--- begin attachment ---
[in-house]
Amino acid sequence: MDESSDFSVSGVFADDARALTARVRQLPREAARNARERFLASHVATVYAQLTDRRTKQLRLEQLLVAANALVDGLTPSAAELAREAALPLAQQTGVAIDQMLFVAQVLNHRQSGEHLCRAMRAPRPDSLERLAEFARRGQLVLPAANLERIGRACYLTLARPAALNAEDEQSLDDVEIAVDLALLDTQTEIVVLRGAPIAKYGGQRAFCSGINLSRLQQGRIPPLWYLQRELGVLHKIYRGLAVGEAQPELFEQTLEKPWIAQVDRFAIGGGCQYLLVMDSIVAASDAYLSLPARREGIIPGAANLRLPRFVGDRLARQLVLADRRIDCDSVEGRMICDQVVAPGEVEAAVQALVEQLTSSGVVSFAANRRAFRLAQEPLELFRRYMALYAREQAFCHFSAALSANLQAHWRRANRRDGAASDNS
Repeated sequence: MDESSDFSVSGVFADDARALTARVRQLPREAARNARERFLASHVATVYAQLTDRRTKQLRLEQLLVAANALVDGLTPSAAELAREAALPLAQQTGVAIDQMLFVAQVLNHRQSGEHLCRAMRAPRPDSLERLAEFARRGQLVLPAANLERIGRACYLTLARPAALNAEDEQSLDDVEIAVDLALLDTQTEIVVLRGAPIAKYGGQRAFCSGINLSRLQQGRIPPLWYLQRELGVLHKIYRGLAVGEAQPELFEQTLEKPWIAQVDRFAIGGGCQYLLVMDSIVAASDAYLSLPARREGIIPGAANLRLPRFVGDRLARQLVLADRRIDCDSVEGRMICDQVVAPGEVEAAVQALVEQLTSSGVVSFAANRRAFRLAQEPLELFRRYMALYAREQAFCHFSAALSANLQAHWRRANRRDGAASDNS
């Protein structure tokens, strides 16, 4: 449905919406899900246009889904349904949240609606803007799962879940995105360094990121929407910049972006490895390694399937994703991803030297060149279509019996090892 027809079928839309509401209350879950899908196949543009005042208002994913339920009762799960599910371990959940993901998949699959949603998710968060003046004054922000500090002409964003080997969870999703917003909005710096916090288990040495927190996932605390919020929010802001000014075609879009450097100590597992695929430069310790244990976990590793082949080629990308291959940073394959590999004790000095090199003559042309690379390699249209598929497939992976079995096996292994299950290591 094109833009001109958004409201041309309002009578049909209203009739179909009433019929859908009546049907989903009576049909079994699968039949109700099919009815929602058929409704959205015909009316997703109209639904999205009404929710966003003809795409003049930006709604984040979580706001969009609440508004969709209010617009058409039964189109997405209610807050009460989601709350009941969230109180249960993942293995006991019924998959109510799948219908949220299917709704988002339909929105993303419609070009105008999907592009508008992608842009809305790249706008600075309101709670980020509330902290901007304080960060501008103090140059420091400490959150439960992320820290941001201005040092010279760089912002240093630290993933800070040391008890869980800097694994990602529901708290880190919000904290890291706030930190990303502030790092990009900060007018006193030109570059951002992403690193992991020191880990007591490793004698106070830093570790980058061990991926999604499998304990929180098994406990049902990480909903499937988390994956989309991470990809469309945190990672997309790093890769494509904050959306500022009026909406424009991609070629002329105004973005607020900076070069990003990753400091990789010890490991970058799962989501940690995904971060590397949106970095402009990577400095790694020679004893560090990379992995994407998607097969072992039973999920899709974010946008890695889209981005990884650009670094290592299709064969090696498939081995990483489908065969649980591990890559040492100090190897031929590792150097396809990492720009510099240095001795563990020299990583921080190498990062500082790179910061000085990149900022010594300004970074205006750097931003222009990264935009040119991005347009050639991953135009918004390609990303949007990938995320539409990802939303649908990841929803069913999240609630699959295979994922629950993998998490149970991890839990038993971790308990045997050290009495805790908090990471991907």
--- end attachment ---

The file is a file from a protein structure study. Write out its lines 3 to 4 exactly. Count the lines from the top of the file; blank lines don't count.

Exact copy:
Repeated sequence: MDESSDFSVSGVFADDARALTARVRQLPREAARNARERFLASHVATVYAQLTDRRTKQLRLEQLLVAANALVDGLTPSAAELAREAALPLAQQTGVAIDQMLFVAQVLNHRQSGEHLCRAMRAPRPDSLERLAEFARRGQLVLPAANLERIGRACYLTLARPAALNAEDEQSLDDVEIAVDLALLDTQTEIVVLRGAPIAKYGGQRAFCSGINLSRLQQGRIPPLWYLQRELGVLHKIYRGLAVGEAQPELFEQTLEKPWIAQVDRFAIGGGCQYLLVMDSIVAASDAYLSLPARREGIIPGAANLRLPRFVGDRLARQLVLADRRIDCDSVEGRMICDQVVAPGEVEAAVQALVEQLTSSGVVSFAANRRAFRLAQEPLELFRRYMALYAREQAFCHFSAALSANLQAHWRRANRRDGAASDNS
């Protein structure tokens, strides 16, 4: 449905919406899900246009889904349904949240609606803007799962879940995105360094990121929407910049972006490895390694399937994703991803030297060149279509019996090892 027809079928839309509401209350879950899908196949543009005042208002994913339920009762799960599910371990959940993901998949699959949603998710968060003046004054922000500090002409964003080997969870999703917003909005710096916090288990040495927190996932605390919020929010802001000014075609879009450097100590597992695929430069310790244990976990590793082949080629990308291959940073394959590999004790000095090199003559042309690379390699249209598929497939992976079995096996292994299950290591 094109833009001109958004409201041309309002009578049909209203009739179909009433019929859908009546049907989903009576049909079994699968039949109700099919009815929602058929409704959205015909009316997703109209639904999205009404929710966003003809795409003049930006709604984040979580706001969009609440508004969709209010617009058409039964189109997405209610807050009460989601709350009941969230109180249960993942293995006991019924998959109510799948219908949220299917709704988002339909929105993303419609070009105008999907592009508008992608842009809305790249706008600075309101709670980020509330902290901007304080960060501008103090140059420091400490959150439960992320820290941001201005040092010279760089912002240093630290993933800070040391008890869980800097694994990602529901708290880190919000904290890291706030930190990303502030790092990009900060007018006193030109570059951002992403690193992991020191880990007591490793004698106070830093570790980058061990991926999604499998304990929180098994406990049902990480909903499937988390994956989309991470990809469309945190990672997309790093890769494509904050959306500022009026909406424009991609070629002329105004973005607020900076070069990003990753400091990789010890490991970058799962989501940690995904971060590397949106970095402009990577400095790694020679004893560090990379992995994407998607097969072992039973999920899709974010946008890695889209981005990884650009670094290592299709064969090696498939081995990483489908065969649980591990890559040492100090190897031929590792150097396809990492720009510099240095001795563990020299990583921080190498990062500082790179910061000085990149900022010594300004970074205006750097931003222009990264935009040119991005347009050639991953135009918004390609990303949007990938995320539409990802939303649908990841929803069913999240609630699959295979994922629950993998998490149970991890839990038993971790308990045997050290009495805790908090990471991907």